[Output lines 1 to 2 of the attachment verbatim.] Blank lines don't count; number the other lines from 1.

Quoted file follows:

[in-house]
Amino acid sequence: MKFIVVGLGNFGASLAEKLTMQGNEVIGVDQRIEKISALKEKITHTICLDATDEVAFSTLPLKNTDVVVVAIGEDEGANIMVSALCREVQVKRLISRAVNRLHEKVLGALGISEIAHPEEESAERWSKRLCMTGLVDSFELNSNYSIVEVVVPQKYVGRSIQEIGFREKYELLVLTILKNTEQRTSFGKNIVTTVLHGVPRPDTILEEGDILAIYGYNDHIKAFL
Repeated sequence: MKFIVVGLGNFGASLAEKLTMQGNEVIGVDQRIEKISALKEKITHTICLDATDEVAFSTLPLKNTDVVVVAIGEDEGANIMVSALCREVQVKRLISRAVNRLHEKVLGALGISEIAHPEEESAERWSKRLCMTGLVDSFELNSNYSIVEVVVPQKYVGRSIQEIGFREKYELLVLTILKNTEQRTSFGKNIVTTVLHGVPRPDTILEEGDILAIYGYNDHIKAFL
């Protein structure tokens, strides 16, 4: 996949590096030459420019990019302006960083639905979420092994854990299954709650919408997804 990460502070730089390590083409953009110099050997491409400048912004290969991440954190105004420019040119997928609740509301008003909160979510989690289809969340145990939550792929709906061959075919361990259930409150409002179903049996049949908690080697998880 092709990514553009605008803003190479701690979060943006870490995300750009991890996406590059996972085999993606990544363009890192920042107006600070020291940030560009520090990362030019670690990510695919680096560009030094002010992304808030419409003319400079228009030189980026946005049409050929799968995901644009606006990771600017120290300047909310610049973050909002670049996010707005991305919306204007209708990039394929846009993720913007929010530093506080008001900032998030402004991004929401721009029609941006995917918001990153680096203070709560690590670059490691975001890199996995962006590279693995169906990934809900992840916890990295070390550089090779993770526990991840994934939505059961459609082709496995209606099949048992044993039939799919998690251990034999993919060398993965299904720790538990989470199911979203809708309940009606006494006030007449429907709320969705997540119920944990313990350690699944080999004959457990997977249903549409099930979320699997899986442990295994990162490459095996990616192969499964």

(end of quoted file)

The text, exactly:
[in-house]
Amino acid sequence: MKFIVVGLGNFGASLAEKLTMQGNEVIGVDQRIEKISALKEKITHTICLDATDEVAFSTLPLKNTDVVVVAIGEDEGANIMVSALCREVQVKRLISRAVNRLHEKVLGALGISEIAHPEEESAERWSKRLCMTGLVDSFELNSNYSIVEVVVPQKYVGRSIQEIGFREKYELLVLTILKNTEQRTSFGKNIVTTVLHGVPRPDTILEEGDILAIYGYNDHIKAFL